Two new books -- Falling Behind: How Rising Inequality Harms the Middle Class (University of California Press, 2007) and The Economic Naturalist: In Search of Explanations for Everyday Enigmas (Basic Books, 2007) -- top the list of his many publications.
Last week I asked him what he was reading. His reply:
With vacations coming up, you'll want to pack a copy of Nature Girl, Carl Hiaasen's latest farce of swindlers on the make in Florida. It's not his best, but it's still terrific.Robert Frank is a monthly contributor to the "Economic Scene" column in the New York Times. Until 2001, he was the Goldwin Smith Professor of Economics, Ethics, and Public Policy in Cornell's College of Arts and Sciences. He has also served as a Peace Corps volunteer in rural Nepal, chief economist for the Civil Aeronautics Board, fellow at the Center for Advanced Study in the Behavioral Sciences, and was Professor of American Civilization at l'Ecole des Hautes Etudes en Sciences Sociales in Paris. Frank's books include Choosing the Right Pond, Passions within Reason, Microeconomics and Behavior, Luxury Fever, and What Price the Moral High Ground? His The Winner-Take-All Society: Why the Few at the Top Get So Much More Than the Rest of Us, co-authored with Philip Cook, was named a Notable Book of the Year by the New York Times, and was included in Business Week's list of the ten best books for 1995.
Sentence for sentence, there's no fiction writer I enjoy more than Elmore Leonard. His The Hot Kid (2005) ranks among his best, and I'm looking forward to its sequel, this year's Up in Honey's Room.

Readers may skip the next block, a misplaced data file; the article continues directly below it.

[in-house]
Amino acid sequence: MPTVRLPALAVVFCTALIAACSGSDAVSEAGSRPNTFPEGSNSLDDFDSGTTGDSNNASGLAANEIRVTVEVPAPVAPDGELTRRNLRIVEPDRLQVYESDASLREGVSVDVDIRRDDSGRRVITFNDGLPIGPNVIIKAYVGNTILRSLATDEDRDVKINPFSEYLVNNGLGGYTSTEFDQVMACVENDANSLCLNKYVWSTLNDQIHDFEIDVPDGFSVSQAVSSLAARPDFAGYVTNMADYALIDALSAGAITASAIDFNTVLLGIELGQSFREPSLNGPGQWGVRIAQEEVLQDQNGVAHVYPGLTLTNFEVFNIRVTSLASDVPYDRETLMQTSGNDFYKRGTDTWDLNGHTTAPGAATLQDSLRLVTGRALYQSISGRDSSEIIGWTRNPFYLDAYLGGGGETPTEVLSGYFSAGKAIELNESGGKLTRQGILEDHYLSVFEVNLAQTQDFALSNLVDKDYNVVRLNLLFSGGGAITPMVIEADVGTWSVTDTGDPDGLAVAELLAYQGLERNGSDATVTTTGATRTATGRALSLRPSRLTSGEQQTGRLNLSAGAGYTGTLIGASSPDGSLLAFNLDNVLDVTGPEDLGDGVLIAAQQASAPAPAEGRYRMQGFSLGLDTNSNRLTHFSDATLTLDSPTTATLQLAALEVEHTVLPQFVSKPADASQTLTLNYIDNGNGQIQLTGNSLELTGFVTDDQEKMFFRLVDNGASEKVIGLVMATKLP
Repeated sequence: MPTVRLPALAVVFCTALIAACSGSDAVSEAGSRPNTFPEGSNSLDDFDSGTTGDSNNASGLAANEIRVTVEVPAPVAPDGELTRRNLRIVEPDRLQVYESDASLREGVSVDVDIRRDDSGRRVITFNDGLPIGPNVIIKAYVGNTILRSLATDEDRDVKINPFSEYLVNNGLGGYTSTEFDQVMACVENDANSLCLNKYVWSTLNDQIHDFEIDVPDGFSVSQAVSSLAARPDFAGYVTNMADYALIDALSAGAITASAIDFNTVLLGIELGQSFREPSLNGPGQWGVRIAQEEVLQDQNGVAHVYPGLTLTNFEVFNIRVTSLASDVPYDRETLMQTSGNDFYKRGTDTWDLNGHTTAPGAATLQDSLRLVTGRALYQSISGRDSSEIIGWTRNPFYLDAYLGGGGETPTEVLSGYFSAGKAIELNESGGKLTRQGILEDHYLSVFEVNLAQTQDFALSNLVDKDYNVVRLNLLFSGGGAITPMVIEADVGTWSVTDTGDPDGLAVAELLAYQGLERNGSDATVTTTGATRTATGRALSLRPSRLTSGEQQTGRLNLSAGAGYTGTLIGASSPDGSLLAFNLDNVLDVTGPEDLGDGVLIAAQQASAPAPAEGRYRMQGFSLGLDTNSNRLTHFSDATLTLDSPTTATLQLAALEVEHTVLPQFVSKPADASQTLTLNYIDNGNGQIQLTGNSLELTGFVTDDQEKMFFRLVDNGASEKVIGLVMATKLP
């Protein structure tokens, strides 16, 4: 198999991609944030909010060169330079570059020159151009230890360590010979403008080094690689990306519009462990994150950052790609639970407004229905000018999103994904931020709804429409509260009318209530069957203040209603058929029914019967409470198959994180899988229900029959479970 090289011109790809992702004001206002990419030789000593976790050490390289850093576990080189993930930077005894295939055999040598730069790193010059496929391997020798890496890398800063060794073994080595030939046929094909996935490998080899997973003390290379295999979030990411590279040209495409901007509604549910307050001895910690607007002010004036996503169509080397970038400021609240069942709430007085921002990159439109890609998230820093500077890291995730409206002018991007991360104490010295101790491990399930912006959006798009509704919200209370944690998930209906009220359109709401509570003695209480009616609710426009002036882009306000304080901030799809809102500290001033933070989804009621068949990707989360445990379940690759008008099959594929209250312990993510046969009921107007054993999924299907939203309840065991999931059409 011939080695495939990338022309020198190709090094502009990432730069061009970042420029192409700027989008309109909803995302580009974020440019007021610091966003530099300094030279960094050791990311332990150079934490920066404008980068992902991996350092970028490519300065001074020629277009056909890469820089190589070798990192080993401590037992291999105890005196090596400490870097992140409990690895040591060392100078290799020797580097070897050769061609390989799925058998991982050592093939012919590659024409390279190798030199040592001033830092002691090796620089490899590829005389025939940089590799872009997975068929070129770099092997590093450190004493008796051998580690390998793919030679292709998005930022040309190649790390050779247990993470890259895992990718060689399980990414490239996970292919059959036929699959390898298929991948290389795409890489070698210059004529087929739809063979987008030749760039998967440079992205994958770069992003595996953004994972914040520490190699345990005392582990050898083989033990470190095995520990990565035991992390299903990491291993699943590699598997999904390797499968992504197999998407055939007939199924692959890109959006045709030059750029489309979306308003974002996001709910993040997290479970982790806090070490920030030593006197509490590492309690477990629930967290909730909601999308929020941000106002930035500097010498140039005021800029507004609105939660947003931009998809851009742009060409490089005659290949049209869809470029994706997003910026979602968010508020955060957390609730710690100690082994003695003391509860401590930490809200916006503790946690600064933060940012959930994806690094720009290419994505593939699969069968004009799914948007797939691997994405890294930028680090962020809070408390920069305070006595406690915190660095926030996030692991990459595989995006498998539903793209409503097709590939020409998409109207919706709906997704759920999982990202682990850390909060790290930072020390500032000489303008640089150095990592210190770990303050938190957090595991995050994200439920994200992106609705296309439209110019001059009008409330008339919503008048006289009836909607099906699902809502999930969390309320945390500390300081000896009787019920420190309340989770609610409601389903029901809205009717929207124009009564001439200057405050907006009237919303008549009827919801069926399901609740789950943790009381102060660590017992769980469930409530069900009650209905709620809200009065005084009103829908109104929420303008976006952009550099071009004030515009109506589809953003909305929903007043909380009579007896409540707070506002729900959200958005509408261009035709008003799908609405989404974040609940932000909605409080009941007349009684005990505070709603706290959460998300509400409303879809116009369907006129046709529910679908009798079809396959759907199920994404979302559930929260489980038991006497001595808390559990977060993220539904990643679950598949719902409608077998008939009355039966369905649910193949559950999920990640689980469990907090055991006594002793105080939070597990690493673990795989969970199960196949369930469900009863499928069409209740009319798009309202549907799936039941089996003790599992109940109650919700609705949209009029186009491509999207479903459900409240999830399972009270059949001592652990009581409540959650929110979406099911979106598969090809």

As a social scientist, it's always struck me as odd there are basically only two modes of published discourse: journal articles (usually no more than 20 pages) and books (rarely less than 300 pages). What happened to the middle? Having just written a very short book myself, I've asked friends in publishing why they don't publish such books more often. I've not yet heard a plausible explanation. But there are a few notable exceptions. Letter to a Christian Nation, by Sam Harris, weighs in at less than 100 pages despite its large font size. Even if you disagree with his thesis, it's as good an example as you'll find of sheer rhetorical virtuosity.
Tamara Draut's Strapped is well worth a read if you're curious about why it's become so much more difficult for young people to launch themselves in today's economy. Another title I recently enjoyed in the same vein is The Trap by Daniel Brook.
My favorite entry from the increasingly crowded post-Freakonomics bookshelf is Tim Harford's The Undercover Economist, out now in paperback.
But the nonfiction book I've enjoyed the most in recent years is Jonathan Haidt's The Happiness Hypothesis.